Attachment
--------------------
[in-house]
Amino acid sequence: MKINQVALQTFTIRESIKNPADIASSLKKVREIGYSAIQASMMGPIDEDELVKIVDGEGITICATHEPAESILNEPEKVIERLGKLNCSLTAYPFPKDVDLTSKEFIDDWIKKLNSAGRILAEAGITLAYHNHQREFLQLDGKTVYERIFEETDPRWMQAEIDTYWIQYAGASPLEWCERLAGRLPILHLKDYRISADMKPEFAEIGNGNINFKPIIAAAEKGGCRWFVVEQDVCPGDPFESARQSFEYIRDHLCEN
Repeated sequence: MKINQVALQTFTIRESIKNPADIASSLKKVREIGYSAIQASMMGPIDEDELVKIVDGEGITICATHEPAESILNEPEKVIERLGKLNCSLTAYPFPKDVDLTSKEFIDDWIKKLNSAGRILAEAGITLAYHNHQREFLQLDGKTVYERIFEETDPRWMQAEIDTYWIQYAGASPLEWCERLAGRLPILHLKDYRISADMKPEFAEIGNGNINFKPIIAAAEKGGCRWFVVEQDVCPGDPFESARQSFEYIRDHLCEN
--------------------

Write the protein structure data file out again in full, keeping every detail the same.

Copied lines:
[in-house]
Amino acid sequence: MKINQVALQTFTIRESIKNPADIASSLKKVREIGYSAIQASMMGPIDEDELVKIVDGEGITICATHEPAESILNEPEKVIERLGKLNCSLTAYPFPKDVDLTSKEFIDDWIKKLNSAGRILAEAGITLAYHNHQREFLQLDGKTVYERIFEETDPRWMQAEIDTYWIQYAGASPLEWCERLAGRLPILHLKDYRISADMKPEFAEIGNGNINFKPIIAAAEKGGCRWFVVEQDVCPGDPFESARQSFEYIRDHLCEN
Repeated sequence: MKINQVALQTFTIRESIKNPADIASSLKKVREIGYSAIQASMMGPIDEDELVKIVDGEGITICATHEPAESILNEPEKVIERLGKLNCSLTAYPFPKDVDLTSKEFIDDWIKKLNSAGRILAEAGITLAYHNHQREFLQLDGKTVYERIFEETDPRWMQAEIDTYWIQYAGASPLEWCERLAGRLPILHLKDYRISADMKPEFAEIGNGNINFKPIIAAAEKGGCRWFVVEQDVCPGDPFESARQSFEYIRDHLCEN